Using :argdo to change multiple files
:argdo command allows us to execute an Ex command across all buffers in the arglist. To demonstrate, we’ll use the example of running the
:substitute command across multiple files, then we’ll see how to revert or save the changes. We’ll also compare the
:bufdo commands, and consider when it’s appropriate to use each one.
Executing commands on the arguments list
The arglist really shines when you want to perform the same commands across a set of files, thanks to the
Vim’s documentation has a nice illustration of how this works. Whatever command we specify with the
:argdo command will be executed in each of the buffers in the arglist. By the way, the
:rewind command does the same thing as
Suppose, for example, that we want to run a substitute command across each of the buffers in the arglist. We’ll start off by running the substitute command on the current file, just to check that it works as expected:
Here, we’re matching every letter character and replacing it with a star.
[run the command]
That has the effect I was looking for, so let’s run the same command, but prefix it with
By the way, after typing
:argdo, we can paste the last Ex command in place by pressing ‘control-r followed by colon’.
:argdo %s/\a/*/g E37: No write since last change (add ! to override)
That command raises an error: by default, Vim won’t navigate away from a buffer with unsaved changes. The easiest way to suppress this behavior is to enable the
Refer back to Vimcast episode 6 for more details about this option.
Having enabled the hidden setting, let’s have another go at running that substitute command across the files in the arglist:
Note that Vim shows a bit of information about the effect that the command had on each buffer. Also, note that an error message was raised in the first buffer. The substitute command found no matches for the specified pattern, and that’s because we had already ran the substitute command in the first buffer.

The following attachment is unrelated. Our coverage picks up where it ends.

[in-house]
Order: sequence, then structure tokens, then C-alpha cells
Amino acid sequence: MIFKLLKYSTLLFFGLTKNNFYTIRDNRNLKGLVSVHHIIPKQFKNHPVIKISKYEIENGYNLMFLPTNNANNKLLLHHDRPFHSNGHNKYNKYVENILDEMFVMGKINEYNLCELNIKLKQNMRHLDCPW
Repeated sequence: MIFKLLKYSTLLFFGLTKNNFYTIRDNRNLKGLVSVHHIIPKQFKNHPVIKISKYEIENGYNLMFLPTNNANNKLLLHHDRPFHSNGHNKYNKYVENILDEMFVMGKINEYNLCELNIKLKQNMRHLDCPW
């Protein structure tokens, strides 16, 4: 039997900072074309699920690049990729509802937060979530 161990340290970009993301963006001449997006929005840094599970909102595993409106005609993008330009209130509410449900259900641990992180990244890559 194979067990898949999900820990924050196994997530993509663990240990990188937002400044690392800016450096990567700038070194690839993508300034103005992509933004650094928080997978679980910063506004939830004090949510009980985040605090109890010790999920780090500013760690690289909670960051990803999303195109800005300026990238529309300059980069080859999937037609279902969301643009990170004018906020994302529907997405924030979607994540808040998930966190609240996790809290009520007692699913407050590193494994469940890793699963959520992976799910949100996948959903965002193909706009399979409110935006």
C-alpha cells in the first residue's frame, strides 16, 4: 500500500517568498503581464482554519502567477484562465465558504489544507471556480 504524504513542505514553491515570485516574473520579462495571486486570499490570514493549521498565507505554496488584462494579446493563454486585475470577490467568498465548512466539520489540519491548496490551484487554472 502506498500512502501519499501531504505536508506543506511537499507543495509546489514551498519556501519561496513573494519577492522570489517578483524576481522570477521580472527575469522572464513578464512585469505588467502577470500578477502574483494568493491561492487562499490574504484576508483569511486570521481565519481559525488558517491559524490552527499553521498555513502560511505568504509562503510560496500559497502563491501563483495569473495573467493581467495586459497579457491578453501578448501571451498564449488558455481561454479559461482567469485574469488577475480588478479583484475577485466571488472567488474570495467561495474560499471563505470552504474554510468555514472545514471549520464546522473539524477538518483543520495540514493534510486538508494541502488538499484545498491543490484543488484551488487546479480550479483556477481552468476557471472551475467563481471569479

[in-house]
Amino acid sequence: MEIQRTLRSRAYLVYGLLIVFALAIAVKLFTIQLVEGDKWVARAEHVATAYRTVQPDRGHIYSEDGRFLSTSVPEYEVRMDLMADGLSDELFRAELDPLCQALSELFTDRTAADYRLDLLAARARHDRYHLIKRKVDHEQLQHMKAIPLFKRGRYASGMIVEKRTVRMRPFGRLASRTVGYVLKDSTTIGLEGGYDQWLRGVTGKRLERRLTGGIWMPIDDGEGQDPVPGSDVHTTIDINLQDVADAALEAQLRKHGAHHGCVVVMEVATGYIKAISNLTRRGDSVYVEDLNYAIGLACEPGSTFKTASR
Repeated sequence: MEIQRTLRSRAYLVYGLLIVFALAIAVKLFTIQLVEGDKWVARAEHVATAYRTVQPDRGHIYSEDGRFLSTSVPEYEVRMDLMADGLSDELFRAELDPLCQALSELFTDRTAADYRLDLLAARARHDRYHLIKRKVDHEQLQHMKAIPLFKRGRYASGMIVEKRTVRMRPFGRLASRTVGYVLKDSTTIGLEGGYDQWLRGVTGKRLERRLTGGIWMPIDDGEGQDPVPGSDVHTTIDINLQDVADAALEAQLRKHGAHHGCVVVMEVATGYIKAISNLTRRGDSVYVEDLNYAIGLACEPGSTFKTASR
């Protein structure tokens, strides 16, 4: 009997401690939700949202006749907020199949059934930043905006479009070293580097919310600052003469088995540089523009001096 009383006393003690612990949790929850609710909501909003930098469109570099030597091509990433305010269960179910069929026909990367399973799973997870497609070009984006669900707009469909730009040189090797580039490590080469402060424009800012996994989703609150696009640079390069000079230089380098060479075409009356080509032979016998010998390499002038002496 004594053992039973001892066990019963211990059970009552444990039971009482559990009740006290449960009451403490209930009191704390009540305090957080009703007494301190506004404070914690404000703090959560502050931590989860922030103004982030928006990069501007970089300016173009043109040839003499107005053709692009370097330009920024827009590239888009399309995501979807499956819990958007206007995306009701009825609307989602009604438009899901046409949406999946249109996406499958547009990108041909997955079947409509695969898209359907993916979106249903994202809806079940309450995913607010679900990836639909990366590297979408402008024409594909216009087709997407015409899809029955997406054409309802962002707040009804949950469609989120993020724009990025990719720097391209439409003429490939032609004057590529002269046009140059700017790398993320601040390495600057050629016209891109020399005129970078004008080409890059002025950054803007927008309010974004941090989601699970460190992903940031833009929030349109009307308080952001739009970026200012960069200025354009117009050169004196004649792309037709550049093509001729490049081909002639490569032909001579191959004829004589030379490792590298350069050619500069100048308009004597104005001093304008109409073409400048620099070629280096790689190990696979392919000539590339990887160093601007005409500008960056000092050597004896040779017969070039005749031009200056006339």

If we were to run the exact same command again, every buffer would produce the same error message:
:argdo %s/\a/*/g E486: Pattern not found \a E486: Pattern not found \a E486: Pattern not found \a E486: Pattern not found \a E486: Pattern not found \a
We can suppress this error message by using the substitute command with the
It’s generally a good idea to include the
e flag when running the substitute command across multiple files.
Note that Vim still prints a short info message for each buffer in which the command runs. It doesn’t really say anything useful, so we could suppress it by prefixing
argdo command with
:silent argdo %s/\a/*/ge
Discarding changes or saving them
Suppose that we realize we’ve made some mistake after running a command across all the buffers in the arglist, and we’d like to revert the changes. We could visit each file in turn and use the undo command, but that could take ages. Here’s a quicker way:
:silent argdo edit!
:edit! command reverts the buffer to the last saved version.
Now let’s run the substitute command again across all of the files in the arglist, changing it this time to replace letters with a dollar sign.
:silent argdo %s/\a/$/ge
Let’s say we’re happy with those changes, and we want to keep them. We can use
argdo again to quickly write each of the files with the
This only writes a buffer to disk if it has been changed.
:bufdo versus :argdo
Just as we can use
:argdo to run a command across the set of files in the arglist, we could use the
:bufdo command to run a command across the set of files in the buffer list.
So you might be wondering why we’re using
argdo here instead of
bufdo? At the moment, the arglist and buffer list reference the same 5 buffers:
:args :ls 1 %a "a.txt" line 16 2 "b.txt" line 0 3 "c.txt" line 0 4 "d.txt" line 0 5 "e.txt" line 0
So it would make no difference whether we used the
:bufdo command. But suppose that we were to open another buffer, the README file:
That file now appears in the buffer list:
:ls 1 %a "a.txt" line 16 2 "b.txt" line 0 3 "c.txt" line 0 4 "d.txt" line 0 5 "e.txt" line 0 6 %a "README" line 1
but it does not appear in the arglist:
:args [a.txt] b.txt c.txt d.txt e.txt
If we were to run a substitute command with
bufdo, then it would modify the README file.
That’s not what we want, so in this case we’d be better off using the
It’s easy to add files to the buffer list (perhaps unintentionally), so if you use
:bufdo there’s always a risk that it might end up touching a file that you didn’t mean to change. Whereas the arglist only changes when you tell it to. For that reason, I prefer to use
:argdo instead of